What are some interests of your own that you can share as a way of opening up a conversation? What would happen if everyone wrote down one thing they do or are curious to learn about (inside or outside of school)? These could be shared or kept between you and each student. The class could create a found poem or an original periodic table to represent the elements in your classroom community. What else comes to mind?
Grow your practice
Whether you’re simply starting out or are already a social-emotional skill-growing pro, reach for your next steps in connecting with your students. Read an article about prioritizing social-emotional competencies on your way home on the train. Or watch a TED Talk on the role of vulnerability in human connection, especially if you’re nervous about stepping outside of the comfort zone of your content area. Find a PD focused on social-emotional growth and sign yourself up!
While you’re growing your knowledge, keep pushing your experience. Write down all the ways you already connect — which would you like to see more of in your own practice? Which need to be revived, like something you did when you first began teaching but has been on the back burner for the past few years? Find new ways to connect! Here are few suggestions that may spark new ideas:
Share the intention of your plan with your students as it makes sense to you, and ask them to hold you accountable by saying something like, “If I haven’t given you a sticky note by the end of the week, remind me that I owe you one, because I intend to notice contributions each of you are making to our classroom community.”
Enjoy the experience
As you’re making connections with your students, you are nurturing the growth of a child’s sense of well-being and belonging. Take a few moments from time to time and recognize the ways this is transforming you and your students. You’re creating community, together. You’re modeling and taking the lead in finding ways to connect.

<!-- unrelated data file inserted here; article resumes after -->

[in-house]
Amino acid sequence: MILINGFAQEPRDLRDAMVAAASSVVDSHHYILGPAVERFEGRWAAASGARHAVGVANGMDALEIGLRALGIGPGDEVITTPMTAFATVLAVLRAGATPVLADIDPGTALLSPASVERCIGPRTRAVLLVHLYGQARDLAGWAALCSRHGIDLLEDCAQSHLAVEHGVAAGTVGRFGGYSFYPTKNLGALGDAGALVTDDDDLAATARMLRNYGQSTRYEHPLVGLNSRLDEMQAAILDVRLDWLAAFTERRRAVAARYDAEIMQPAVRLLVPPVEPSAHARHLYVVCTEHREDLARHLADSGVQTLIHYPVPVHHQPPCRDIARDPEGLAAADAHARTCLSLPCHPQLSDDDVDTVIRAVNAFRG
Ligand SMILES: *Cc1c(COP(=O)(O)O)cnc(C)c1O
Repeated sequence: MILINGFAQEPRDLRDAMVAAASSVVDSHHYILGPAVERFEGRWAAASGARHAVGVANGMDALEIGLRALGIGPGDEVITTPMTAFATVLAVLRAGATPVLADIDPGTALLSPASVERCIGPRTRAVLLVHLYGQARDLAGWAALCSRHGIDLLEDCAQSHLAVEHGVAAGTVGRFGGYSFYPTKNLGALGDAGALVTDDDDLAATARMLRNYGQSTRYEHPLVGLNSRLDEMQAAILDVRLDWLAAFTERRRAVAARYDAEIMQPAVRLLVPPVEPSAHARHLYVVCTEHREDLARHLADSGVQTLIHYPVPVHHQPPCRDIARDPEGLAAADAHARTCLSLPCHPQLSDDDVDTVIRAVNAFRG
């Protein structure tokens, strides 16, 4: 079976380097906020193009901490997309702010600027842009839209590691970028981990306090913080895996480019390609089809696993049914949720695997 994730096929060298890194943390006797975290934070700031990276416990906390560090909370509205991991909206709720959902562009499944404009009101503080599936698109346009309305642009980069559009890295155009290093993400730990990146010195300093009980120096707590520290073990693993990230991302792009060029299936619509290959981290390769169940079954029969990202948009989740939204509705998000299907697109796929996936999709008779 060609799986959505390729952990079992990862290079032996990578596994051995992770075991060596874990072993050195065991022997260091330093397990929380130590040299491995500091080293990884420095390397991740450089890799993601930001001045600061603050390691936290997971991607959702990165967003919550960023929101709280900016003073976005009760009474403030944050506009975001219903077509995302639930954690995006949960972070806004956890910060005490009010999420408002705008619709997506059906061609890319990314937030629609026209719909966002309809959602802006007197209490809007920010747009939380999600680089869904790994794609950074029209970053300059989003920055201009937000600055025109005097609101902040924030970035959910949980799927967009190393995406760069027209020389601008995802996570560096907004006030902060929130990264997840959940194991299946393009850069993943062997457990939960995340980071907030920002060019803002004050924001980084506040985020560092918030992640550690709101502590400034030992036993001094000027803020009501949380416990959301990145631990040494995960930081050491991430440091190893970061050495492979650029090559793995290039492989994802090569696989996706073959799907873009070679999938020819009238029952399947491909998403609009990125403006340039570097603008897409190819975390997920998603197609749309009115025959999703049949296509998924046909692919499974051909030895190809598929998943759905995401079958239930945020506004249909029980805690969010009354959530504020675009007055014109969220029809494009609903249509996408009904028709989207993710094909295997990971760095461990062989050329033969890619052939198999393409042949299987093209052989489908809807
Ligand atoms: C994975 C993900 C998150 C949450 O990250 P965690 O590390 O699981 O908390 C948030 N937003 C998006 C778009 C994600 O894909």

As you model ways of connecting, your students are watching. They are learning from you, and you will likely not know which acknowledgement, email, phone call, sticky note, or shout out they hold onto as they move through their days and weeks, in class and out. Connection shows them that someone cares. That someone is you. What an opportunity! What hard work and how valuable! Enjoy this process of planting seeds, trusting they will grow and bloom in gardens beyond your own.
The importance of social-emotional connections
The light is shining brighter, spotlighting the importance of social-emotional learning (SEL) for students. In The Importance of Social Emotional Learning for All Students Across All Grades, the National Education Association says:
Research shows that SEL can have a positive impact on school climate and promote a host of academic, social, and emotional benefits for students. Durlak, Weissberg et al.’s recent meta-analysis of 213 rigorous studies of SEL in schools indicates that students receiving quality SEL instruction demonstrated:
Whether you’re nervous to step into the SEL world or already comfortable, continue to develop promising practices that support students as whole human beings and look for the positive results in yourself and in your students!
TAGS: G. FAITH LITTLE, SOCIAL-EMOTIONAL LEARNING